October 24, 2011
By Ted Gansler, MD, MBA, MPH
You have probably seen and heard a lot about breast cancer during the past few weeks, but as we approach the end of this year's breast cancer awareness month this is a good time to ask how much of the information you encountered is actually true. See if you know which of the following statements are true and which are false... More...
October 14, 2011
By William Chambers, PhD
Earlier this month, 3 immunologists were awarded the Nobel Prize for Medicine and Physiology. Two of the 3, Bruce Beutler and Ralph Steinman, are former research grantees of the American Cancer Society, bringing the total of Nobel Prize winners who are former grantees to 46. Drs. Beutler and Jules Hoffman, the third awardee, were singled out for their work on non-adaptive immunity, and Dr. Steinman was recognized for his discovery of dendritic cells, which are singularly important in adaptive immunity. So why is their work important, and what does it have to do with the fight against cancer? More...
October 05, 2011
EDITOR'S NOTE: This blog was originally published on June 29. Due to recent questions on this topic, it's been reposted. News reports say the United States Preventive Services Task Force will next week release new recommendations saying that healthy men should no longer receive a PSA blood test to screen for prostate cancer. Reports say the USPSTF will say the test does not save lives and often leads to more tests and treatments that needlessly cause pain, impotence and incontinence. Otis W. Brawley, M.D., chief medical officer of the American Cancer Society, says the Society cannot comment on the evidence review or on the recommendations until they are made public.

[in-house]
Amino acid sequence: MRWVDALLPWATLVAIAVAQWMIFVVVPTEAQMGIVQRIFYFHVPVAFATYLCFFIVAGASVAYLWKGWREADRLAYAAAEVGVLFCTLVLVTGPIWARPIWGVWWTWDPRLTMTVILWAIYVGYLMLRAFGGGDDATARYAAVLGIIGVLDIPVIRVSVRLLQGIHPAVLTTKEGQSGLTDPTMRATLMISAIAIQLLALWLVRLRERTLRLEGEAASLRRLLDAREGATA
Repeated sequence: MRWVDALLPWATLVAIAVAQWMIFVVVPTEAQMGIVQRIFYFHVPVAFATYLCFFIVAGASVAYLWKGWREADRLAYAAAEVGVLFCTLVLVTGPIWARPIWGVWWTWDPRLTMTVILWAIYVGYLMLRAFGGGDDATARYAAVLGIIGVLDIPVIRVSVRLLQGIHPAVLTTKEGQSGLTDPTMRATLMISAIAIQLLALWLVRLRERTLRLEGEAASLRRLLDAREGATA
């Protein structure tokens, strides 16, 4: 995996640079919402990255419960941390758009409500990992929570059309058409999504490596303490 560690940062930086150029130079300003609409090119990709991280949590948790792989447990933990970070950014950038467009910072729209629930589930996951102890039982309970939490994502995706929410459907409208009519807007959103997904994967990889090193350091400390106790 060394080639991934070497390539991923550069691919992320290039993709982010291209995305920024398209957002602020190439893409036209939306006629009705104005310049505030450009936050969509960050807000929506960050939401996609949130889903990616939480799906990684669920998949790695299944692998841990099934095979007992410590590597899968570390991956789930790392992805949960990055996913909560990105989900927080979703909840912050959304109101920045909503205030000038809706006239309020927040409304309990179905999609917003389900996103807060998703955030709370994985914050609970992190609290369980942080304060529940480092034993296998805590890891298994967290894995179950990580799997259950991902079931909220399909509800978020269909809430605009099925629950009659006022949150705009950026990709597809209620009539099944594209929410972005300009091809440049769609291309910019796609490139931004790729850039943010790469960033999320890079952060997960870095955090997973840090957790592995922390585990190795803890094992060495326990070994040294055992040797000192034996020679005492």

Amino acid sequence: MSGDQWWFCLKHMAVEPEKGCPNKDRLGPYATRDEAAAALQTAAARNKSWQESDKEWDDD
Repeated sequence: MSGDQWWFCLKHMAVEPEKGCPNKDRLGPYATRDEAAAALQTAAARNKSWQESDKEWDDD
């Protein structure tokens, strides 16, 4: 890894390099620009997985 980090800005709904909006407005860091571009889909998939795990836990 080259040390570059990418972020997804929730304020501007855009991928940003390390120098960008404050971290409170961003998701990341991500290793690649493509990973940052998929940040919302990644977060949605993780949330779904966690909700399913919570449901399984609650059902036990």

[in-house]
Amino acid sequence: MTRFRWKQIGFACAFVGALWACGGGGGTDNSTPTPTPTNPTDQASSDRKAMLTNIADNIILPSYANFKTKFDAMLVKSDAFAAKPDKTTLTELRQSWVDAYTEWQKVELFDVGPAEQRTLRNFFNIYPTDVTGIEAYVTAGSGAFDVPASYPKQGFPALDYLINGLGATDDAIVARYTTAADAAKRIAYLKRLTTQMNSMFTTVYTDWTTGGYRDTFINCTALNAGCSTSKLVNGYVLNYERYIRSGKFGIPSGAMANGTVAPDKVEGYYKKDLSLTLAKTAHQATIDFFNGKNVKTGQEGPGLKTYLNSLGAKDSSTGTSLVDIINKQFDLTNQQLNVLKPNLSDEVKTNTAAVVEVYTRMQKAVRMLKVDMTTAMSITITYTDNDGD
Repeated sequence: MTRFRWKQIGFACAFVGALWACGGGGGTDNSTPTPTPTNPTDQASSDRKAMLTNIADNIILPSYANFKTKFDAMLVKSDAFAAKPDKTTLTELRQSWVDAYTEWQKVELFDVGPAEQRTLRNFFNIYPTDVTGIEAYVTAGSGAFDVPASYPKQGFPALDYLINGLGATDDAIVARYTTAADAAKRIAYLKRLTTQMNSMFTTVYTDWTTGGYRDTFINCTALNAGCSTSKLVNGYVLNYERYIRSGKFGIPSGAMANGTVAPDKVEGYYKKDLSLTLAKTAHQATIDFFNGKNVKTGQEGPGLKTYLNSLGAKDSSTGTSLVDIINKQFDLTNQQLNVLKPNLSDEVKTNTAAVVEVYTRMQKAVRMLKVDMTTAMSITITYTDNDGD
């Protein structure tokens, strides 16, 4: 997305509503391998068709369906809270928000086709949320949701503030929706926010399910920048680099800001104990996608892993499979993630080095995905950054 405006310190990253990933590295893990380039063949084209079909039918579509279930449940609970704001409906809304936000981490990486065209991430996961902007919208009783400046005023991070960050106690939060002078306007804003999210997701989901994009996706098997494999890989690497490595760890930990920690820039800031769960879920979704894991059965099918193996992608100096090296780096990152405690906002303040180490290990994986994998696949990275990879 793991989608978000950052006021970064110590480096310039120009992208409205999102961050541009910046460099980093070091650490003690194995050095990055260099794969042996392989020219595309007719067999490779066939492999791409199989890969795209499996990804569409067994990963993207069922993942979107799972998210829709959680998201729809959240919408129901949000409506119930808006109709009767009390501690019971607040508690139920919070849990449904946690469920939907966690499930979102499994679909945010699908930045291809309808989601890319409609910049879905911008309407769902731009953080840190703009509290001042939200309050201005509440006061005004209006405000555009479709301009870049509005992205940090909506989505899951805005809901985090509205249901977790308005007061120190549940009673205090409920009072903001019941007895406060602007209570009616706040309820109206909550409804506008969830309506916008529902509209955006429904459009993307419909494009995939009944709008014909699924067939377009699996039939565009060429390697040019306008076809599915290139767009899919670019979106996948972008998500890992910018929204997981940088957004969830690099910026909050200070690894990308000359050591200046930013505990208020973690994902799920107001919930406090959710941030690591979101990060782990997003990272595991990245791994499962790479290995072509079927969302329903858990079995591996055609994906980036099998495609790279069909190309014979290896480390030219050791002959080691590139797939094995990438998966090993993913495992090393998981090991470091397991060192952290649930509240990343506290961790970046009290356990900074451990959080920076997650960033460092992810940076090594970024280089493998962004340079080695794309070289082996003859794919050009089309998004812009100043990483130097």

By Otis W. Brawley, MD, FACP
Prostate cancer is a major public health problem. The American Cancer Society estimates that 240,890 American men will be diagnosed with prostate cancer in 2011 and 33.720 will die of it. It is the second leading cause of cancer death among men, only surpassed by lung cancer.
Prostate cancer screening became common in the U.S. in the early 1990s and dramatically changed the demographic of cancer in the U.S. Prostate cancer quickly became the most commonly diagnosed non-skin cancer. Today an American male has a lifetime risk of prostate cancer diagnosis of about 1 in 6 and a lifetime risk of dying of only 1 in 36. In Western European countries where screening is not common, the lifetime risk of prostate cancer diagnosis is much lower, about 1 in 10, and the lifetime risk of death is the same.
Screening began without the completion of the scientific research to show that it saves lives. For most advocates of screening and aggressive treatment, there was and is a desire to do something that might be beneficial to the population of men at risk. Unfortunately, the history of medicine is filled with examples of physicians "jumping the gun" and using possible interventions before they are fully evaluated. More...